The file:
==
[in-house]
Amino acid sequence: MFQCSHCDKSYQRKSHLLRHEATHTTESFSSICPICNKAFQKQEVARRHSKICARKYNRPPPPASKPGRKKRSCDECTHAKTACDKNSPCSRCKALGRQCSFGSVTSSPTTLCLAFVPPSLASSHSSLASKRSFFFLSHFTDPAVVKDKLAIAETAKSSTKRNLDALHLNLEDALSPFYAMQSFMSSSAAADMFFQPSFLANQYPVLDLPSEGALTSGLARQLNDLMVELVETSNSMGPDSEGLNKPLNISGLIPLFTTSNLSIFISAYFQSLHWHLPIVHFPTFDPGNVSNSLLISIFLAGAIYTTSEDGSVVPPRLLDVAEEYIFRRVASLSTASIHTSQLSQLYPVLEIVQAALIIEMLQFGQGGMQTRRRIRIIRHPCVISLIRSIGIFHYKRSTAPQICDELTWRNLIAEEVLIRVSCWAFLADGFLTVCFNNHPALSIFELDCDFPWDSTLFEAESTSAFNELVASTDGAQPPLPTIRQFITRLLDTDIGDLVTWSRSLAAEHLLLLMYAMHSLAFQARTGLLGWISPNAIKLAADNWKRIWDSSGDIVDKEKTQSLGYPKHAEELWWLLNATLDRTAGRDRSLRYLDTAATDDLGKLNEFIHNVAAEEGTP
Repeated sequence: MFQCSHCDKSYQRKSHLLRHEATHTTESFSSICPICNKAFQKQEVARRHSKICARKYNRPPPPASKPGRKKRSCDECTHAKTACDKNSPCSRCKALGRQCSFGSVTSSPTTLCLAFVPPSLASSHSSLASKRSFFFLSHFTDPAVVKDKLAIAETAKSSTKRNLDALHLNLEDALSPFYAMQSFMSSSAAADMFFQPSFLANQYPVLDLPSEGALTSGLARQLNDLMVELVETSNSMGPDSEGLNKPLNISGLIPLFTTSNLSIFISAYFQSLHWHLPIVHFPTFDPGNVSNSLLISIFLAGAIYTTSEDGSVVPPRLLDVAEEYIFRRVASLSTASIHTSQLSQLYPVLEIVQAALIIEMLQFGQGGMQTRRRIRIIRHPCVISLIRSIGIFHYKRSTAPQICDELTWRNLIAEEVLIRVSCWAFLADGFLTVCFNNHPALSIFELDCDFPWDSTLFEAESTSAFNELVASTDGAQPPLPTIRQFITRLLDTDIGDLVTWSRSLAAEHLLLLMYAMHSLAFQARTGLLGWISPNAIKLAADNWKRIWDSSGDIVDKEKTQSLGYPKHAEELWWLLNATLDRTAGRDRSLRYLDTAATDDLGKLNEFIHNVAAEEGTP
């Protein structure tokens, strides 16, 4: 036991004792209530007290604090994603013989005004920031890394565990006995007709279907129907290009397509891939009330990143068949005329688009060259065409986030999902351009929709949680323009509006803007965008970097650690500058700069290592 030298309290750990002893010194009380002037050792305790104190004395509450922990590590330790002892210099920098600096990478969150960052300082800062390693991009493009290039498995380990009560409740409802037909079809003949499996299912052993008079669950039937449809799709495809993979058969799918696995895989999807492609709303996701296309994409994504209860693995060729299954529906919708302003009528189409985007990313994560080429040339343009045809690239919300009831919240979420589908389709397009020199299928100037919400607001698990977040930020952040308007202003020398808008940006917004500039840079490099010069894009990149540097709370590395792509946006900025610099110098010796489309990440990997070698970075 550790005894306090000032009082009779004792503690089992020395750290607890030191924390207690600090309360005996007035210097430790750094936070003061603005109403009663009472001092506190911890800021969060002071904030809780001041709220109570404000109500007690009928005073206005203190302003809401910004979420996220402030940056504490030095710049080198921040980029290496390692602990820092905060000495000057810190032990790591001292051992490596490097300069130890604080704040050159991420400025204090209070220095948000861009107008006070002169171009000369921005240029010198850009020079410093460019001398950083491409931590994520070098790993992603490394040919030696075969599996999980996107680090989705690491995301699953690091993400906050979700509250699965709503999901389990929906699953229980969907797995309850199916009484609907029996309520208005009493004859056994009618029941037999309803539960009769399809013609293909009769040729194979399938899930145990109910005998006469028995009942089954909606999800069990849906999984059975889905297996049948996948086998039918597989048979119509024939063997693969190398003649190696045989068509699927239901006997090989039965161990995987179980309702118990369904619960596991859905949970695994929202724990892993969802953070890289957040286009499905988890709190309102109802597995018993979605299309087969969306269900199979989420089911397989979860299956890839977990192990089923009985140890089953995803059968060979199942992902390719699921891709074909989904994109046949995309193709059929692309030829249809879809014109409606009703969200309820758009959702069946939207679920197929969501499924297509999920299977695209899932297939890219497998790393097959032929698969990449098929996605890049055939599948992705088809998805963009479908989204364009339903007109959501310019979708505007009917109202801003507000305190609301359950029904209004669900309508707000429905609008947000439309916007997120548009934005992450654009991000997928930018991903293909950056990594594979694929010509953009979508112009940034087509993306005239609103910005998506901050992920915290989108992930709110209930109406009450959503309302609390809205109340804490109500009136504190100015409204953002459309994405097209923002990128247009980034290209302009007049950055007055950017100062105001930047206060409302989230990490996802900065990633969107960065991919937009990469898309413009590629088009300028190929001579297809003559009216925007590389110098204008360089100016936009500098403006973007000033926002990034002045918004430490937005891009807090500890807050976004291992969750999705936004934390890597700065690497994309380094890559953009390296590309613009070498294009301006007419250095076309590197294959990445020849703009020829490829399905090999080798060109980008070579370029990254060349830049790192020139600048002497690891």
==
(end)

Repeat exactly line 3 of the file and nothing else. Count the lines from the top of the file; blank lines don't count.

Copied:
Repeated sequence: MFQCSHCDKSYQRKSHLLRHEATHTTESFSSICPICNKAFQKQEVARRHSKICARKYNRPPPPASKPGRKKRSCDECTHAKTACDKNSPCSRCKALGRQCSFGSVTSSPTTLCLAFVPPSLASSHSSLASKRSFFFLSHFTDPAVVKDKLAIAETAKSSTKRNLDALHLNLEDALSPFYAMQSFMSSSAAADMFFQPSFLANQYPVLDLPSEGALTSGLARQLNDLMVELVETSNSMGPDSEGLNKPLNISGLIPLFTTSNLSIFISAYFQSLHWHLPIVHFPTFDPGNVSNSLLISIFLAGAIYTTSEDGSVVPPRLLDVAEEYIFRRVASLSTASIHTSQLSQLYPVLEIVQAALIIEMLQFGQGGMQTRRRIRIIRHPCVISLIRSIGIFHYKRSTAPQICDELTWRNLIAEEVLIRVSCWAFLADGFLTVCFNNHPALSIFELDCDFPWDSTLFEAESTSAFNELVASTDGAQPPLPTIRQFITRLLDTDIGDLVTWSRSLAAEHLLLLMYAMHSLAFQARTGLLGWISPNAIKLAADNWKRIWDSSGDIVDKEKTQSLGYPKHAEELWWLLNATLDRTAGRDRSLRYLDTAATDDLGKLNEFIHNVAAEEGTP